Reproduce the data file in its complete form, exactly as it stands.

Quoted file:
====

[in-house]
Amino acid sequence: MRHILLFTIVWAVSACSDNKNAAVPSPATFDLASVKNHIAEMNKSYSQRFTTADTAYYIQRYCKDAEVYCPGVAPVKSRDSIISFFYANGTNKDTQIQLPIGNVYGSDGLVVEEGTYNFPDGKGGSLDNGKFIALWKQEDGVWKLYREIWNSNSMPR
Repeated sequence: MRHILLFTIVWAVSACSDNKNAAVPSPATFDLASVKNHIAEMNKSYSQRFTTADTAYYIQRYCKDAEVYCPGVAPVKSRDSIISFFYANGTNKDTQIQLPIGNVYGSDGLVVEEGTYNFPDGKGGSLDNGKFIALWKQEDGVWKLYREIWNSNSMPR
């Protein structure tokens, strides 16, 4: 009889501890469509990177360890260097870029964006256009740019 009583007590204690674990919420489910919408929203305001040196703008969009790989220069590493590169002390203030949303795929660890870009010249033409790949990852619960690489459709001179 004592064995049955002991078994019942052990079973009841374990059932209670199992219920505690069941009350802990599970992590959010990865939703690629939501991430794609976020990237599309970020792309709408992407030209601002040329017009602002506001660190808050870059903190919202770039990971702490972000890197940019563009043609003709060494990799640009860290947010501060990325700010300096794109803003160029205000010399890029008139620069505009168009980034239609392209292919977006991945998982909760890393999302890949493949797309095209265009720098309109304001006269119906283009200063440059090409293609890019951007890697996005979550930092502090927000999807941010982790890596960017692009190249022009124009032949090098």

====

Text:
[in-house]
Amino acid sequence: MRHILLFTIVWAVSACSDNKNAAVPSPATFDLASVKNHIAEMNKSYSQRFTTADTAYYIQRYCKDAEVYCPGVAPVKSRDSIISFFYANGTNKDTQIQLPIGNVYGSDGLVVEEGTYNFPDGKGGSLDNGKFIALWKQEDGVWKLYREIWNSNSMPR
Repeated sequence: MRHILLFTIVWAVSACSDNKNAAVPSPATFDLASVKNHIAEMNKSYSQRFTTADTAYYIQRYCKDAEVYCPGVAPVKSRDSIISFFYANGTNKDTQIQLPIGNVYGSDGLVVEEGTYNFPDGKGGSLDNGKFIALWKQEDGVWKLYREIWNSNSMPR
């Protein structure tokens, strides 16, 4: 009889501890469509990177360890260097870029964006256009740019 009583007590204690674990919420489910919408929203305001040196703008969009790989220069590493590169002390203030949303795929660890870009010249033409790949990852619960690489459709001179 004592064995049955002991078994019942052990079973009841374990059932209670199992219920505690069941009350802990599970992590959010990865939703690629939501991430794609976020990237599309970020792309709408992407030209601002040329017009602002506001660190808050870059903190919202770039990971702490972000890197940019563009043609003709060494990799640009860290947010501060990325700010300096794109803003160029205000010399890029008139620069505009168009980034239609392209292919977006991945998982909760890393999302890949493949797309095209265009720098309109304001006269119906283009200063440059090409293609890019951007890697996005979550930092502090927000999807941010982790890596960017692009190249022009124009032949090098």